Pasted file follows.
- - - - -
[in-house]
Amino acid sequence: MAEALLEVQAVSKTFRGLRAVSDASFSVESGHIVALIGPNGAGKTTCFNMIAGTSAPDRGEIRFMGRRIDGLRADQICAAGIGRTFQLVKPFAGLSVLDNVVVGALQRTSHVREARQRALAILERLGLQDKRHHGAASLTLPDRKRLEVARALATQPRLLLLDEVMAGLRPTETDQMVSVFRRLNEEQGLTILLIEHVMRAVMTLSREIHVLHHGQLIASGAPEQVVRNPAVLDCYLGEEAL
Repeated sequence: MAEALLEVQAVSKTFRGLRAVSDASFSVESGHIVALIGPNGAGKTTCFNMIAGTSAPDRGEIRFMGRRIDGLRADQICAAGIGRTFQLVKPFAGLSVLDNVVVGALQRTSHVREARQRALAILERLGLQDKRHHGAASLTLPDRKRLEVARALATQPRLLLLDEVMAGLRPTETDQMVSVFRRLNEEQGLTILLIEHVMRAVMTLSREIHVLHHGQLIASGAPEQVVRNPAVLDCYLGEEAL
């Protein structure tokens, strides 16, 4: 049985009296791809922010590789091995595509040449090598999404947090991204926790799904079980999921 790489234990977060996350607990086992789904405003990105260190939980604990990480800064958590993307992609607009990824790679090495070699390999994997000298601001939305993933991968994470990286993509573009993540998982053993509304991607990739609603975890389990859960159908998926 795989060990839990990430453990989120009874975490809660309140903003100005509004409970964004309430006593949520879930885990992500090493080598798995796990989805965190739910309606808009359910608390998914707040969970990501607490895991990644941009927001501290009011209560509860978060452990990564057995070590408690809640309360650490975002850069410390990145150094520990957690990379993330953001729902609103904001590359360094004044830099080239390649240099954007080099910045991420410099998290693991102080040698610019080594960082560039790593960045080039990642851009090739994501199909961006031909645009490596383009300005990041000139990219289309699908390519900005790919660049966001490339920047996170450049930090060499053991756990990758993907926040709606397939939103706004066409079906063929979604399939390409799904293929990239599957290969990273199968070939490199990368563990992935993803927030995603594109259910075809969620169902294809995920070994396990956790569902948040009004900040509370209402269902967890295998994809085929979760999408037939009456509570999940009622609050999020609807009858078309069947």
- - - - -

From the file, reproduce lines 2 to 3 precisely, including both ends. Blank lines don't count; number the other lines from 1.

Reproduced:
Amino acid sequence: MAEALLEVQAVSKTFRGLRAVSDASFSVESGHIVALIGPNGAGKTTCFNMIAGTSAPDRGEIRFMGRRIDGLRADQICAAGIGRTFQLVKPFAGLSVLDNVVVGALQRTSHVREARQRALAILERLGLQDKRHHGAASLTLPDRKRLEVARALATQPRLLLLDEVMAGLRPTETDQMVSVFRRLNEEQGLTILLIEHVMRAVMTLSREIHVLHHGQLIASGAPEQVVRNPAVLDCYLGEEAL
Repeated sequence: MAEALLEVQAVSKTFRGLRAVSDASFSVESGHIVALIGPNGAGKTTCFNMIAGTSAPDRGEIRFMGRRIDGLRADQICAAGIGRTFQLVKPFAGLSVLDNVVVGALQRTSHVREARQRALAILERLGLQDKRHHGAASLTLPDRKRLEVARALATQPRLLLLDEVMAGLRPTETDQMVSVFRRLNEEQGLTILLIEHVMRAVMTLSREIHVLHHGQLIASGAPEQVVRNPAVLDCYLGEEAL